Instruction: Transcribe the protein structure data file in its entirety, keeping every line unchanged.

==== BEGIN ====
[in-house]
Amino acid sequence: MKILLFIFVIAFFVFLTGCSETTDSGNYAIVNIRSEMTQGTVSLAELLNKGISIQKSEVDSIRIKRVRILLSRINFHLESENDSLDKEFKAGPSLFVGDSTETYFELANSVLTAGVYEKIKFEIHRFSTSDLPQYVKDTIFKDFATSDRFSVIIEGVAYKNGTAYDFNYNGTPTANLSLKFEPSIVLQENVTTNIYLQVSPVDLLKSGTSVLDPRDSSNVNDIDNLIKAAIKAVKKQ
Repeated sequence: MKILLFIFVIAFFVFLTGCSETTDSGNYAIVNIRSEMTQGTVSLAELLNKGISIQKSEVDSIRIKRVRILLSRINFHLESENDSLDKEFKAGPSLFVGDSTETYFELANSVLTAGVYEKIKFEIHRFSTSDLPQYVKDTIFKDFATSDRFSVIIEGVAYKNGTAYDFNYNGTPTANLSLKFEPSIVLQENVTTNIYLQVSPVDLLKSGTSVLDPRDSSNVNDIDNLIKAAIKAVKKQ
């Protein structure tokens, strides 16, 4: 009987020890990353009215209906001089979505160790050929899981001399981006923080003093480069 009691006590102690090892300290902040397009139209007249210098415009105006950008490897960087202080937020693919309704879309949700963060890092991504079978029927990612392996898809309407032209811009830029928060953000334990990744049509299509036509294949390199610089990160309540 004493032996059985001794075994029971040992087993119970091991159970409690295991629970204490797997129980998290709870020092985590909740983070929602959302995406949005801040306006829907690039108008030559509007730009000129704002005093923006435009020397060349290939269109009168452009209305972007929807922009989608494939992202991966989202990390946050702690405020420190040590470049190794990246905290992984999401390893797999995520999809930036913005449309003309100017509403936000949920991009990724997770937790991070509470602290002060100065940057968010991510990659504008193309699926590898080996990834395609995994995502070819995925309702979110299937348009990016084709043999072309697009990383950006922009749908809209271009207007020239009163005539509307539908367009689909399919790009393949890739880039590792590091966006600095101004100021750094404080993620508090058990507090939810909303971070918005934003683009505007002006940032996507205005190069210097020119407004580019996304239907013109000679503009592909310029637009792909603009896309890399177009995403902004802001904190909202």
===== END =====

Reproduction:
[in-house]
Amino acid sequence: MKILLFIFVIAFFVFLTGCSETTDSGNYAIVNIRSEMTQGTVSLAELLNKGISIQKSEVDSIRIKRVRILLSRINFHLESENDSLDKEFKAGPSLFVGDSTETYFELANSVLTAGVYEKIKFEIHRFSTSDLPQYVKDTIFKDFATSDRFSVIIEGVAYKNGTAYDFNYNGTPTANLSLKFEPSIVLQENVTTNIYLQVSPVDLLKSGTSVLDPRDSSNVNDIDNLIKAAIKAVKKQ
Repeated sequence: MKILLFIFVIAFFVFLTGCSETTDSGNYAIVNIRSEMTQGTVSLAELLNKGISIQKSEVDSIRIKRVRILLSRINFHLESENDSLDKEFKAGPSLFVGDSTETYFELANSVLTAGVYEKIKFEIHRFSTSDLPQYVKDTIFKDFATSDRFSVIIEGVAYKNGTAYDFNYNGTPTANLSLKFEPSIVLQENVTTNIYLQVSPVDLLKSGTSVLDPRDSSNVNDIDNLIKAAIKAVKKQ
């Protein structure tokens, strides 16, 4: 009987020890990353009215209906001089979505160790050929899981001399981006923080003093480069 009691006590102690090892300290902040397009139209007249210098415009105006950008490897960087202080937020693919309704879309949700963060890092991504079978029927990612392996898809309407032209811009830029928060953000334990990744049509299509036509294949390199610089990160309540 004493032996059985001794075994029971040992087993119970091991159970409690295991629970204490797997129980998290709870020092985590909740983070929602959302995406949005801040306006829907690039108008030559509007730009000129704002005093923006435009020397060349290939269109009168452009209305972007929807922009989608494939992202991966989202990390946050702690405020420190040590470049190794990246905290992984999401390893797999995520999809930036913005449309003309100017509403936000949920991009990724997770937790991070509470602290002060100065940057968010991510990659504008193309699926590898080996990834395609995994995502070819995925309702979110299937348009990016084709043999072309697009990383950006922009749908809209271009207007020239009163005539509307539908367009689909399919790009393949890739880039590792590091966006600095101004100021750094404080993620508090058990507090939810909303971070918005934003683009505007002006940032996507205005190069210097020119407004580019996304239907013109000679503009592909310029637009792909603009896309890399177009995403902004802001904190909202």